News Brief
Photo by Sabelo Mkhabela.

South African Farm Workers’ Minimum Wage Just Got Raised, And It’s Still Peanuts

Try raising a family on R3, 169.19 per month.

South African farm workers are among the worst paid in the country. Some farmers don't even pay them the minimum wage, which is low already.

Yesterday, the South African Department of Labor announced an increase in minimum wage for farm works. The new figures will come into effect on the 1st of March, and will be reviewed again in February 2019.

Even though a 5.6% increase is reasonable, the figures are still ridiculously low. The figures will be as follows: R3, 169. 19 (monthly), R731. 41 (weekly), R146.28 (daily) and R16.25 (hourly).

These figures are still scant. Try raising a family on R3, 169.19 per month.

According to IOL, the Congress of South African Trade Unions says that all minimum wages should be reviewed to ensure that they are above the minimum wage to be implemented.

The news website quoted the regional secretary of the Western Cape region of Cosatu, Tony Ehrenreich, as saying: "The essential crisis of the SA economy is that workers are too lowly paid and are not consumers to assist in driving up aggregate demand in the economy. The moral implications of this wage policy is that the growing inequalities are leading to less social cohesion and sustainable development. We need to see decent work and a living wage top the agenda of the department of Labor."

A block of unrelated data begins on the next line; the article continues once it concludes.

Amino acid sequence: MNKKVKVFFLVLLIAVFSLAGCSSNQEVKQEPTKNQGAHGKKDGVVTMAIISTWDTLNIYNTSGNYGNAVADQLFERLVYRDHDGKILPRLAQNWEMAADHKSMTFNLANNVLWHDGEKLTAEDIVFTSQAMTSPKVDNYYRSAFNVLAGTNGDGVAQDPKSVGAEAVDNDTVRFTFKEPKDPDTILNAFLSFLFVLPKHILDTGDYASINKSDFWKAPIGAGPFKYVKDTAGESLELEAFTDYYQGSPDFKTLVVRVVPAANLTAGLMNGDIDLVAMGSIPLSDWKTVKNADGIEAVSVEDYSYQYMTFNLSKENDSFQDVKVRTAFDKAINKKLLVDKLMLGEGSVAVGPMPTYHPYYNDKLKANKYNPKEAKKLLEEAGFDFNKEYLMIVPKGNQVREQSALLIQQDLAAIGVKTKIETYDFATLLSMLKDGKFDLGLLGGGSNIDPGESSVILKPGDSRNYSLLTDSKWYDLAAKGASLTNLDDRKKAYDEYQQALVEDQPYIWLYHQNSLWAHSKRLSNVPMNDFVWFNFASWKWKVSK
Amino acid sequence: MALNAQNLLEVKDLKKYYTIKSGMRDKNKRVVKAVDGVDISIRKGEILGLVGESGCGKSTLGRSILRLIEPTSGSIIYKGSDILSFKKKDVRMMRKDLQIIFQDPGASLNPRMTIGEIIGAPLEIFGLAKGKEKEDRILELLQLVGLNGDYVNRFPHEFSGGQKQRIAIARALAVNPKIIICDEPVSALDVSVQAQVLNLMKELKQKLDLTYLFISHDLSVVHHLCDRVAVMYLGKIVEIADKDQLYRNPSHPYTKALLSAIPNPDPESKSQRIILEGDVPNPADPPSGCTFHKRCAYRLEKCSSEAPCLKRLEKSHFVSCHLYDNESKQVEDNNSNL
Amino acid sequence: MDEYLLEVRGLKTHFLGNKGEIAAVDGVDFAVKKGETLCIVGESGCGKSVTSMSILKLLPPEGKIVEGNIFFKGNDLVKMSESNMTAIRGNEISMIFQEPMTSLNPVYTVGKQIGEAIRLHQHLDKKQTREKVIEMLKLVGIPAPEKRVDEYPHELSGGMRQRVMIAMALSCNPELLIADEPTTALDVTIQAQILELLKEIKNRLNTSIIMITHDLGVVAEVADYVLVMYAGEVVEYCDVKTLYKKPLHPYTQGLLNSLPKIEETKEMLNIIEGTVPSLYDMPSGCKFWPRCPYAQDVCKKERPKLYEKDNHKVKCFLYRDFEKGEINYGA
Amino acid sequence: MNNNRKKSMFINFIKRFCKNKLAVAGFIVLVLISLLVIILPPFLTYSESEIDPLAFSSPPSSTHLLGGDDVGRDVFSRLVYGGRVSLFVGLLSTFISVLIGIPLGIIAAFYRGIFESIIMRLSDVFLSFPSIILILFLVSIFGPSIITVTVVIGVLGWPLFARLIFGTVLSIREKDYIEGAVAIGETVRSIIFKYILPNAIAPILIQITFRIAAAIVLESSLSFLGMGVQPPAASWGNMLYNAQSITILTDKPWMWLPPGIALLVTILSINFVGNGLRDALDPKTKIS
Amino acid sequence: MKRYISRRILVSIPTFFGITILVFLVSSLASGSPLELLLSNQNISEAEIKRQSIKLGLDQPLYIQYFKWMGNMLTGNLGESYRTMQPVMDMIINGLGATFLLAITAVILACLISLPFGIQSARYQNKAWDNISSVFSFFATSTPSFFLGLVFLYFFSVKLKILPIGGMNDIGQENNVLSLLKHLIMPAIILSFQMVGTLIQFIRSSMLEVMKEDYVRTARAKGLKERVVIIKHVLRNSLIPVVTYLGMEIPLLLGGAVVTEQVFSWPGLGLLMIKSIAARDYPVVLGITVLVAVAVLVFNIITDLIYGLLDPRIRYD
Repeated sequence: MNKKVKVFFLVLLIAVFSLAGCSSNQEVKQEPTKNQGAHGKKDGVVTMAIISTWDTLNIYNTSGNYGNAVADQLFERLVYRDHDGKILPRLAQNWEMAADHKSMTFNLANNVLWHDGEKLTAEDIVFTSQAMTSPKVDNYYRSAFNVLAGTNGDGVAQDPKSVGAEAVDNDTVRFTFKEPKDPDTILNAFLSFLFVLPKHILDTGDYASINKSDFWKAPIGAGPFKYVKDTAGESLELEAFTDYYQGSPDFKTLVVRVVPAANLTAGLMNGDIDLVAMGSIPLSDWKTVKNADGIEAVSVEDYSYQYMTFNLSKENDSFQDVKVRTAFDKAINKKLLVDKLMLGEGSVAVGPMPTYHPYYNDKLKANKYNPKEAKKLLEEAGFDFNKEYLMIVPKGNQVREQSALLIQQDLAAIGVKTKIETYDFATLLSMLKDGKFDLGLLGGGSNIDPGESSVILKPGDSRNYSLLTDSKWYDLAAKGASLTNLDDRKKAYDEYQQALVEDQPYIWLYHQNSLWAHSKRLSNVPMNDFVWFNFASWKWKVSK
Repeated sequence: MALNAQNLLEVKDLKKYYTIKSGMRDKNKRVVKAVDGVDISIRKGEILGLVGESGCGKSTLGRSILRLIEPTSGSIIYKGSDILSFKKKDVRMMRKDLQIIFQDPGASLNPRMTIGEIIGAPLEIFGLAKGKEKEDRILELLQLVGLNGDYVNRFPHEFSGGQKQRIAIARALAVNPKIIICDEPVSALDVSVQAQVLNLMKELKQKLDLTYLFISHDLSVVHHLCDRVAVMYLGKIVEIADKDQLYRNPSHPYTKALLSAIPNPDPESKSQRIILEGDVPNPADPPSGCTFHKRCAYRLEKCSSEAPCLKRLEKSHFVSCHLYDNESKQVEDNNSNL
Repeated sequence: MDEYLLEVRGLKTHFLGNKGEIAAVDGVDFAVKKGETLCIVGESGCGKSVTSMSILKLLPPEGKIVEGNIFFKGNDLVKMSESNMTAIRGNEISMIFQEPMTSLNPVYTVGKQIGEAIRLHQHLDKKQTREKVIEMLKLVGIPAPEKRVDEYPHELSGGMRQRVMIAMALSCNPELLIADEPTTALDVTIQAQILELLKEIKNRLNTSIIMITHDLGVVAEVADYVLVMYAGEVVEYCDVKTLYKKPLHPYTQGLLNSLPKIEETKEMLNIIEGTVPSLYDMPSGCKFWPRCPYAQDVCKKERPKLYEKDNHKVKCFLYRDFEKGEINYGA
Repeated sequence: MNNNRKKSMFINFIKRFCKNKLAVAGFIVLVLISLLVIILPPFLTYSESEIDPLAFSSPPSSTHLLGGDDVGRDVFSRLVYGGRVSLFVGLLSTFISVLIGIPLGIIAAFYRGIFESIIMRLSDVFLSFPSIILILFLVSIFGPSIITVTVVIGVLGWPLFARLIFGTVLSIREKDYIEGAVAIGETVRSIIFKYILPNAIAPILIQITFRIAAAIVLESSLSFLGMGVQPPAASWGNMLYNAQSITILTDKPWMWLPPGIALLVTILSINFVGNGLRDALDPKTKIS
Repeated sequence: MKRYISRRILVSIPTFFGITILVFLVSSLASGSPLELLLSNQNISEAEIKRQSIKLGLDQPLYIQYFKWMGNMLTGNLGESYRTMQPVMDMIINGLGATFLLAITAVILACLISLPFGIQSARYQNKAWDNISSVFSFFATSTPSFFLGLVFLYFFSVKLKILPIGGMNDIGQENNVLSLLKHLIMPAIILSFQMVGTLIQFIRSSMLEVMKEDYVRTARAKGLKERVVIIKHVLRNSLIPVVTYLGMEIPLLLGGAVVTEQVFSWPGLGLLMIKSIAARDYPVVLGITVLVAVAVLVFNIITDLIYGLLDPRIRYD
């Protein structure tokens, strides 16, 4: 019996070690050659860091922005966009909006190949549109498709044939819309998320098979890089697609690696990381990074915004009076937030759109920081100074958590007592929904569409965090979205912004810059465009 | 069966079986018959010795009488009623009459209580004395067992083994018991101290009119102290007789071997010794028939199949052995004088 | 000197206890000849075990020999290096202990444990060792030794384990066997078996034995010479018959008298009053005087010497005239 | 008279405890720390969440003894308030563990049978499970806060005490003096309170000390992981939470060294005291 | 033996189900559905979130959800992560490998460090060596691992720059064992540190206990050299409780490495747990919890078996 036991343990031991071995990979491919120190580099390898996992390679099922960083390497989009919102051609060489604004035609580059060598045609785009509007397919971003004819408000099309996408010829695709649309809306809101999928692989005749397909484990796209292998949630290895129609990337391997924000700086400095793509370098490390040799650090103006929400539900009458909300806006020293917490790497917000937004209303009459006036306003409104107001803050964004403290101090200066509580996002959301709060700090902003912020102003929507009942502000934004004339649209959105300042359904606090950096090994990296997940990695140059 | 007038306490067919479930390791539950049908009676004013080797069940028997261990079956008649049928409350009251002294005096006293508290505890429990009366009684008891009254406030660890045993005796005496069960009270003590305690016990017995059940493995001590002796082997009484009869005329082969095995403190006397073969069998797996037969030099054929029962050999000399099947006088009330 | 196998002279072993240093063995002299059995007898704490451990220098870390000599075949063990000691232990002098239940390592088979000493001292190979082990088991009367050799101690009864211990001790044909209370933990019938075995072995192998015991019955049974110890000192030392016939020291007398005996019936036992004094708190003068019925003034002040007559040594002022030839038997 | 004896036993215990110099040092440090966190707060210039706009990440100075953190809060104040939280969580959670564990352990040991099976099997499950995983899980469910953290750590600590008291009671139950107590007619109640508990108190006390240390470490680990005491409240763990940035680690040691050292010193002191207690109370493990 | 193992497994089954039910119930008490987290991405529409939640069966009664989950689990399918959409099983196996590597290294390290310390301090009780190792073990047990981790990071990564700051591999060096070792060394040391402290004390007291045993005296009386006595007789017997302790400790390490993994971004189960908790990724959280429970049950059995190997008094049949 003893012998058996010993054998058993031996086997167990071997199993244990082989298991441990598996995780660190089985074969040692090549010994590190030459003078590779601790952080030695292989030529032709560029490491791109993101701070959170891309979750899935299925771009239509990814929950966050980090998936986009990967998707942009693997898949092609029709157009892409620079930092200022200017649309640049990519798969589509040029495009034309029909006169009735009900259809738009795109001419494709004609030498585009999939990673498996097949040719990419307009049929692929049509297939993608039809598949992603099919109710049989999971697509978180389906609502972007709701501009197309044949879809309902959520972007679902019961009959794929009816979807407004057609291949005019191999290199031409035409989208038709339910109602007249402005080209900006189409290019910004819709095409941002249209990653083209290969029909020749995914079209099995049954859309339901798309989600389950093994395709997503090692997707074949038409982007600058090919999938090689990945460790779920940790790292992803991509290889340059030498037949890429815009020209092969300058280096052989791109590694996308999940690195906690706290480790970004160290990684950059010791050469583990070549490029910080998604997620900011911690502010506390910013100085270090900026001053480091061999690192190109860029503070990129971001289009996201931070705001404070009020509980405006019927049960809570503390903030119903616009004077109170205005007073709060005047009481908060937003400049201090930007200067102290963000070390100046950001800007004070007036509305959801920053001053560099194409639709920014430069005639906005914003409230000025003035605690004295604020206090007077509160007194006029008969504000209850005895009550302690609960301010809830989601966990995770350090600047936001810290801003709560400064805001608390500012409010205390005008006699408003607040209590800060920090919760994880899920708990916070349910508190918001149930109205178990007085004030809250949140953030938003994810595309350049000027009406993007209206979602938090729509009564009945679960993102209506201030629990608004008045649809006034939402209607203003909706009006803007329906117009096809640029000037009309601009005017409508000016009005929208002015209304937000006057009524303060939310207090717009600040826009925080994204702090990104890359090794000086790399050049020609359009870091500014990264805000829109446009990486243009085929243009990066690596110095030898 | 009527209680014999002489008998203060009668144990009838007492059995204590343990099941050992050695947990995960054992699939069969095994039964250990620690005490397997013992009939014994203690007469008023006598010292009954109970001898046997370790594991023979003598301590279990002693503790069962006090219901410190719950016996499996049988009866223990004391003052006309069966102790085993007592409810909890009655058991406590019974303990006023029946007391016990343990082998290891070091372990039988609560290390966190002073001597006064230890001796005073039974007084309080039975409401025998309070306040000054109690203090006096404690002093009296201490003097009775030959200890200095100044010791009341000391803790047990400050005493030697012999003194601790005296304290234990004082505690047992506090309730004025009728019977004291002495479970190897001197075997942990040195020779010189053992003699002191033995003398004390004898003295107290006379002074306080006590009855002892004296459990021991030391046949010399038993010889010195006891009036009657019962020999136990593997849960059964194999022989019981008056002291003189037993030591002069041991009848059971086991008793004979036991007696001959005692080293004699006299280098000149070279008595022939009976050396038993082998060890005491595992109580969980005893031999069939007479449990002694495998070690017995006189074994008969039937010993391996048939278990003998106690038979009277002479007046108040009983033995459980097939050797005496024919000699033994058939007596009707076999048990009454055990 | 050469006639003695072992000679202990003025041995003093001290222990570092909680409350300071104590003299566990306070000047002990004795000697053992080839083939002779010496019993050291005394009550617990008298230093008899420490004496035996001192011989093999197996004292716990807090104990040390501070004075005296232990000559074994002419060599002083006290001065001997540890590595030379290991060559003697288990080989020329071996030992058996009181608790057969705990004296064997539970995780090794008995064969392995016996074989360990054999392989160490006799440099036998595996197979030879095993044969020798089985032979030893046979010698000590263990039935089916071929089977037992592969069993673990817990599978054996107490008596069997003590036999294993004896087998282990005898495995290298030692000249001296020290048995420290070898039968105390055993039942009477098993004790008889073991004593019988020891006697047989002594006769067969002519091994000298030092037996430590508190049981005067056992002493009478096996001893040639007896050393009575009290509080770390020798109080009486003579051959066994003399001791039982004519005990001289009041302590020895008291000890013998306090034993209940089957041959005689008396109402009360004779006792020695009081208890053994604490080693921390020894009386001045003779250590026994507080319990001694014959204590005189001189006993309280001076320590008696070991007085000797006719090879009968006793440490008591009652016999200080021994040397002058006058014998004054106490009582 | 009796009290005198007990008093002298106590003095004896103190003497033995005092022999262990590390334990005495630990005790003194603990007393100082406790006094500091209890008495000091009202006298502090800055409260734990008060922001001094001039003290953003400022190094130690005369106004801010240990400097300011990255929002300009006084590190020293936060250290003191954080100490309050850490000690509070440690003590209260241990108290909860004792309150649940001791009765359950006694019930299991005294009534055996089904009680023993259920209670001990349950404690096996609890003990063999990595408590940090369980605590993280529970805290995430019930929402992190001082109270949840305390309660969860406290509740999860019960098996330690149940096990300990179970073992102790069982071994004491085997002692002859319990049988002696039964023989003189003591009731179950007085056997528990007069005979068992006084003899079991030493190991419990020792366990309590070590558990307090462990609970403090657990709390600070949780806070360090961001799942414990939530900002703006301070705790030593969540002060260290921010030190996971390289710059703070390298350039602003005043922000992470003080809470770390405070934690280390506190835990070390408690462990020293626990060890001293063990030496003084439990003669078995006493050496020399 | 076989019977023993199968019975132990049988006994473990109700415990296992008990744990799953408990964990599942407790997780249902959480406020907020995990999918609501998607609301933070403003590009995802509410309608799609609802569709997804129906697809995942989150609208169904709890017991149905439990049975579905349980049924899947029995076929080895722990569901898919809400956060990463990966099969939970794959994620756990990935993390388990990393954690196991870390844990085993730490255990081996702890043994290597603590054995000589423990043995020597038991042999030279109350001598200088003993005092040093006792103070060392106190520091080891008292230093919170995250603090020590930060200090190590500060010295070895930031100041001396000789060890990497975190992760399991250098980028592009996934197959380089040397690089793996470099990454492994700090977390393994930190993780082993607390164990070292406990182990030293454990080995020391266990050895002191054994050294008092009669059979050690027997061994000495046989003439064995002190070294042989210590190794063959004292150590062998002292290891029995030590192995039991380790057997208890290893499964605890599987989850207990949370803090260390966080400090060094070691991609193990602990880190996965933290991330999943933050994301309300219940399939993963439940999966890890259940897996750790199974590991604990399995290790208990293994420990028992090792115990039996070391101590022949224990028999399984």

The agricultural industry association, AgriSA is still to make comments on the feasibility of these figures.

We surely can do better.


Interview: Wavy The Creator Is Ready to See You Now

The multidisciplinary Nigerian-American artist on tapping into all her creative outlets, creating interesting things, releasing a new single and life during quarantine.

A trip canceled, plans interrupted, projects stalled. It is six months now since Wavy the Creator has had to make a stop at an undisclosed location to go into quarantine and get away from the eye of the pandemic.

The professional recording artist, photographer, writer, fashion artist, designer, and evolving creative has been spending all of this time in a house occupied by other creatives. This situation is ideal. At least for an artist like Wavy who is always in a rapid motion of creating and bringing interesting things to life. The energy around the house is robust enough to tap from and infuse into any of her numerous creative outlets. Sometimes, they also inspire trips into new creative territories. Most recently, for Wavy, are self-taught lessons on a bass guitar.

Wavy's days in this house are not without a pattern, of course. But some of the rituals and personal rules she drew up for herself, like many of us did for internal direction, at the beginning of the pandemic have been rewritten, adjusted, and sometimes ditched altogether. Some days start early and end late. Some find her at her sewing machine fixing up thrift clothes to fit her taste, a skill she picked up to earn extra cash while in college, others find her hard at work in the studio, writing or recording music.

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